Edited by toozie21
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Yeah, the AA version has the 2nd LED. You can use the single LED one and add a 1N914 or 1N400x diode in inverse parallel with the opto input to provide the reverse voltage protection. The output ripple will be 50/60 Hz though instead of 100/120Hz so you may need to increase the capacitor or pullup resistor value.

Edited by David_AVD
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Try using a 22K pullup and leave the capacitor as 1uF. The 10K and 1uF are from a working circuit design with a H11AA1 opto.

You can use two 47K resistors in parallel or two 10K resistors in series to make up the 22K types. The variation either way won't affect it too much.

I calculated the resistors to give enough current for the opto to fire whilst not drawing too much to cause heat issues in the resistors. (Ohms law)

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  • 1 year later...

David, Not sure if you are still lurking about, but I am back to working on this (though I would love to hear anyone's input).

 

As I dive into the snow machine I want to control, I have a better understanding of how its inner controls work that I need to replicate.  

 

Basically, the snow machine will be supplying a constant 12V, when I don't want the snow machine to run, I pass that through.  When I want it to run, I need to pass 5V through (which I plan to make via an LDO).  What I am going to use to make the distinction is the opto-isolator detecting AC voltage on a section of the display.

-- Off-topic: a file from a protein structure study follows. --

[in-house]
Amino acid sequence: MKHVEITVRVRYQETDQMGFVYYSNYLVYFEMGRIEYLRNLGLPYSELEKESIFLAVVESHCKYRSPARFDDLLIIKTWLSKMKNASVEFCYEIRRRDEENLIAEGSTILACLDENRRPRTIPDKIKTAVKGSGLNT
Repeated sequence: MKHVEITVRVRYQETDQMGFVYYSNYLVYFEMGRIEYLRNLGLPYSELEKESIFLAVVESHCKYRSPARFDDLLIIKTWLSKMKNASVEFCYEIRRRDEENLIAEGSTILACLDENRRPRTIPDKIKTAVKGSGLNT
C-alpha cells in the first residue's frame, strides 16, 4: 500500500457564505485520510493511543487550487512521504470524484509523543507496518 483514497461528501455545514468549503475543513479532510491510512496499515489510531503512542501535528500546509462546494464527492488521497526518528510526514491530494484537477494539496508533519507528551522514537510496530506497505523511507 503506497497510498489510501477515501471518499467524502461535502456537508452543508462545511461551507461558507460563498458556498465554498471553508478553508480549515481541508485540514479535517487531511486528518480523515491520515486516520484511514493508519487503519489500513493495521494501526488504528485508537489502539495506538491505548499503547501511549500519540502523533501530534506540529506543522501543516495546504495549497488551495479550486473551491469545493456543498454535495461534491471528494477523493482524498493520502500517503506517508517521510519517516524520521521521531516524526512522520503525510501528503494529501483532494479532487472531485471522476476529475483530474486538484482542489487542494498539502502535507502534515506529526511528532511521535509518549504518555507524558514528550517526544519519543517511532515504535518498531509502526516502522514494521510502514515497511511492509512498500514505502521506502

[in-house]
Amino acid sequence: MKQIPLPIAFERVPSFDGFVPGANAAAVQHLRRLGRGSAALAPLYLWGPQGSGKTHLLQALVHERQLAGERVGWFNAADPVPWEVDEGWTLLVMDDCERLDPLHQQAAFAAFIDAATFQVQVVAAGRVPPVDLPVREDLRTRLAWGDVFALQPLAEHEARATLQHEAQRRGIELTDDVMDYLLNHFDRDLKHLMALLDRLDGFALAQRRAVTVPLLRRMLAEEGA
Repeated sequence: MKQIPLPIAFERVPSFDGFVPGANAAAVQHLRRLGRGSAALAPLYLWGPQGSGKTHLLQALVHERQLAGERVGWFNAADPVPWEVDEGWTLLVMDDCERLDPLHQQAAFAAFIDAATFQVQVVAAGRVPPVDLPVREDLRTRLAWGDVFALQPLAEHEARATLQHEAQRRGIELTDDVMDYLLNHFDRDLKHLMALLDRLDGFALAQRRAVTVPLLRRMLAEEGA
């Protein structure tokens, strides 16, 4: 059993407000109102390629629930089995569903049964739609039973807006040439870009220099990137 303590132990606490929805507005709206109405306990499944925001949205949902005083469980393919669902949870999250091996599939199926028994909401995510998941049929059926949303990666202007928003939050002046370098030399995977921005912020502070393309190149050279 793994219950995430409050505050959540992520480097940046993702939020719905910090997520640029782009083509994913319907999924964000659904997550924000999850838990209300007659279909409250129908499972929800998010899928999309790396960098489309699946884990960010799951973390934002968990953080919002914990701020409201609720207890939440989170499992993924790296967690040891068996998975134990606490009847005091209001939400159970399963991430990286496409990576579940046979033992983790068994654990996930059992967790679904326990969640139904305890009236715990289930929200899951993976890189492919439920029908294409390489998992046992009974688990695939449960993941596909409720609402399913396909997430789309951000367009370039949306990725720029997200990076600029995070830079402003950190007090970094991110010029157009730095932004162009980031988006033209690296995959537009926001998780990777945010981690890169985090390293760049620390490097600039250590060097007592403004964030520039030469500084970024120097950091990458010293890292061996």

So when the output of the opto is low, I need to put out 5V from my little breakout board.  When the opto is high (I could pull it up to 5V or 12V), I need to pass the 12V out of my board.

 

I am a little stumped on how to handle that.  I can invert the output of the opto-isolator which will clean things up some and mean it is active high, but I am not sure how to select between the two voltages.  Maybe something like an analog mux (or is there something more basic that could work)?

 

Any suggestions?

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Basically, the snow machine will be supplying a constant 12V, when I don't want the snow machine to run, I pass that through.  When I want it to run, I need to pass 5V through (which I plan to make via an LDO).  What I am going to use to make the distinction is the opto-isolator detecting AC voltage on a section of the display.

 

So when the output of the opto is low, I need to put out 5V from my little breakout board.  When the opto is high (I could pull it up to 5V or 12V), I need to pass the 12V out of my board.

 

I am a little stumped on how to handle that.  I can invert the output of the opto-isolator which will clean things up some and mean it is active high, but I am not sure how to select between the two voltages.  Maybe something like an analog mux (or is there something more basic that could work)?

 

Any suggestions?

 

In case anyone stumbled upon this thread looking for a similar answer, I ordered a Maxim MAX4544 SPDT analog switch to solve this.  I haven't had a chance to test it out, but I can't imagine why it wouldn't work.